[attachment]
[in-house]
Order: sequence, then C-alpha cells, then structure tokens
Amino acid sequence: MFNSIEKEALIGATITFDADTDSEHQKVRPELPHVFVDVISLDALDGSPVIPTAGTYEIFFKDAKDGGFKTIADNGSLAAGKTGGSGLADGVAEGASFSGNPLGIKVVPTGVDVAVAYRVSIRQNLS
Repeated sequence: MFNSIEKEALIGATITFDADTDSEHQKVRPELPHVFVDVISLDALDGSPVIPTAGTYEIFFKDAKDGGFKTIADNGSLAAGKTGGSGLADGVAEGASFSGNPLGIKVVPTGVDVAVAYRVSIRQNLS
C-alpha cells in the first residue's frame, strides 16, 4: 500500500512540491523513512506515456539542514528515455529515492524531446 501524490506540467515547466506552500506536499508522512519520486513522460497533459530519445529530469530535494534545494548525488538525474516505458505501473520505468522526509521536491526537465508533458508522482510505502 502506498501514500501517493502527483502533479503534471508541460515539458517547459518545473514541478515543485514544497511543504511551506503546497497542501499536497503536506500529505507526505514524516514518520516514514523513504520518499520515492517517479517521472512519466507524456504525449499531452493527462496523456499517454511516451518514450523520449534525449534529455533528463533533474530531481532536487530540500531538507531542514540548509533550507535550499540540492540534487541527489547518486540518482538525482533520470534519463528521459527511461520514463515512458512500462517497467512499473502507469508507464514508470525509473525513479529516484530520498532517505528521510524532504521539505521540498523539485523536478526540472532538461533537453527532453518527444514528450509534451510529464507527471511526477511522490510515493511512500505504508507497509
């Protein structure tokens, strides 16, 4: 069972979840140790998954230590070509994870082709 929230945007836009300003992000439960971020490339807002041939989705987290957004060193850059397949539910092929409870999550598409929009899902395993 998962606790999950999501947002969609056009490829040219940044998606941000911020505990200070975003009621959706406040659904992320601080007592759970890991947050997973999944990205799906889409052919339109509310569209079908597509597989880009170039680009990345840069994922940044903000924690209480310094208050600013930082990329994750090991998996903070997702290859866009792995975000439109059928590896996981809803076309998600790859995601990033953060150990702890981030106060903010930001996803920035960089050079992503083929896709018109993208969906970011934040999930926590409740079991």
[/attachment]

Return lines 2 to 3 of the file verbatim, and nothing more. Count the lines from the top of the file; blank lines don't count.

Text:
Order: sequence, then C-alpha cells, then structure tokens
Amino acid sequence: MFNSIEKEALIGATITFDADTDSEHQKVRPELPHVFVDVISLDALDGSPVIPTAGTYEIFFKDAKDGGFKTIADNGSLAAGKTGGSGLADGVAEGASFSGNPLGIKVVPTGVDVAVAYRVSIRQNLS